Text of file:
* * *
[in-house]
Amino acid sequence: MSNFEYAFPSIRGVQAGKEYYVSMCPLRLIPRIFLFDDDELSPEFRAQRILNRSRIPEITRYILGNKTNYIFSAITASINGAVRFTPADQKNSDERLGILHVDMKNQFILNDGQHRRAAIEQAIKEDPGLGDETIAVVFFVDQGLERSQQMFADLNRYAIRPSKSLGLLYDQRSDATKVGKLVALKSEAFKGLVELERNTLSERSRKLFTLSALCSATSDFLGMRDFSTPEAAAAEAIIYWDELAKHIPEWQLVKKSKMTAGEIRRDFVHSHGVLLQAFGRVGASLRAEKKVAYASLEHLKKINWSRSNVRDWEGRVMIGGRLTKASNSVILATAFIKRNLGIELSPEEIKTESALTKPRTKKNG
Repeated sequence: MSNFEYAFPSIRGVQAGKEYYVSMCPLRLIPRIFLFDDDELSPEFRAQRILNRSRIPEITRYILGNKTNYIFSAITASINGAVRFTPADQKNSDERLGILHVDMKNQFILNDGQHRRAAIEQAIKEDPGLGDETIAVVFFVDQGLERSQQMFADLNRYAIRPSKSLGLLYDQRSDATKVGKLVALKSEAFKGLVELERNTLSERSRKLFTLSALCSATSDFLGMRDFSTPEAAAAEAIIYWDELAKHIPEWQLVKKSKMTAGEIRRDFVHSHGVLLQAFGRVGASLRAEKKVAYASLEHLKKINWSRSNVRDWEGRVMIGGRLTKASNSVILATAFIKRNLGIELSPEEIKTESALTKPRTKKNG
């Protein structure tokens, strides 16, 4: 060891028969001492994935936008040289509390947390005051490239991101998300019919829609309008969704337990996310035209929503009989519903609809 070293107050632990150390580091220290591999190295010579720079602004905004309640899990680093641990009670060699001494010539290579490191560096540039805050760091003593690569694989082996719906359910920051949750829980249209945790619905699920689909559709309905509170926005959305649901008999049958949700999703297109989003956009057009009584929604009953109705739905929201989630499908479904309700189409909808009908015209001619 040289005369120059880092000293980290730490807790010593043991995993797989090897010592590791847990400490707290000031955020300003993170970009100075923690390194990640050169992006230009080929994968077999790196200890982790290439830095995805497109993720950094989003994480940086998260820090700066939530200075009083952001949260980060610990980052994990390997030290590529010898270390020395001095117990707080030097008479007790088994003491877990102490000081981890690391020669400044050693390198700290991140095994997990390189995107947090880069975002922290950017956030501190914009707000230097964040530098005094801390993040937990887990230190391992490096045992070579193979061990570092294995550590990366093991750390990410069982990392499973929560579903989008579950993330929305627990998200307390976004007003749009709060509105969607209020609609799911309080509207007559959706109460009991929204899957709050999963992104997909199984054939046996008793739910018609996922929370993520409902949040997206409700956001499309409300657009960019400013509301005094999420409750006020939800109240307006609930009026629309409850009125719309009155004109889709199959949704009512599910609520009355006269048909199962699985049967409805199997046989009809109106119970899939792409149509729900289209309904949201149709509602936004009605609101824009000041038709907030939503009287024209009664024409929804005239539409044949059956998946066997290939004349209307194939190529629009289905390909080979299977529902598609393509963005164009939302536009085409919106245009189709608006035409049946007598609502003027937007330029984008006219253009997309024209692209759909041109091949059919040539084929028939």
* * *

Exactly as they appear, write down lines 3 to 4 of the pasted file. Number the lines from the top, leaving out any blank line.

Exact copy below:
Repeated sequence: MSNFEYAFPSIRGVQAGKEYYVSMCPLRLIPRIFLFDDDELSPEFRAQRILNRSRIPEITRYILGNKTNYIFSAITASINGAVRFTPADQKNSDERLGILHVDMKNQFILNDGQHRRAAIEQAIKEDPGLGDETIAVVFFVDQGLERSQQMFADLNRYAIRPSKSLGLLYDQRSDATKVGKLVALKSEAFKGLVELERNTLSERSRKLFTLSALCSATSDFLGMRDFSTPEAAAAEAIIYWDELAKHIPEWQLVKKSKMTAGEIRRDFVHSHGVLLQAFGRVGASLRAEKKVAYASLEHLKKINWSRSNVRDWEGRVMIGGRLTKASNSVILATAFIKRNLGIELSPEEIKTESALTKPRTKKNG
């Protein structure tokens, strides 16, 4: 060891028969001492994935936008040289509390947390005051490239991101998300019919829609309008969704337990996310035209929503009989519903609809 070293107050632990150390580091220290591999190295010579720079602004905004309640899990680093641990009670060699001494010539290579490191560096540039805050760091003593690569694989082996719906359910920051949750829980249209945790619905699920689909559709309905509170926005959305649901008999049958949700999703297109989003956009057009009584929604009953109705739905929201989630499908479904309700189409909808009908015209001619 040289005369120059880092000293980290730490807790010593043991995993797989090897010592590791847990400490707290000031955020300003993170970009100075923690390194990640050169992006230009080929994968077999790196200890982790290439830095995805497109993720950094989003994480940086998260820090700066939530200075009083952001949260980060610990980052994990390997030290590529010898270390020395001095117990707080030097008479007790088994003491877990102490000081981890690391020669400044050693390198700290991140095994997990390189995107947090880069975002922290950017956030501190914009707000230097964040530098005094801390993040937990887990230190391992490096045992070579193979061990570092294995550590990366093991750390990410069982990392499973929560579903989008579950993330929305627990998200307390976004007003749009709060509105969607209020609609799911309080509207007559959706109460009991929204899957709050999963992104997909199984054939046996008793739910018609996922929370993520409902949040997206409700956001499309409300657009960019400013509301005094999420409750006020939800109240307006609930009026629309409850009125719309009155004109889709199959949704009512599910609520009355006269048909199962699985049967409805199997046989009809109106119970899939792409149509729900289209309904949201149709509602936004009605609101824009000041038709907030939503009287024209009664024409929804005239539409044949059956998946066997290939004349209307194939190529629009289905390909080979299977529902598609393509963005164009939302536009085409919106245009189709608006035409049946007598609502003027937007330029984008006219253009997309024209692209759909041109091949059919040539084929028939």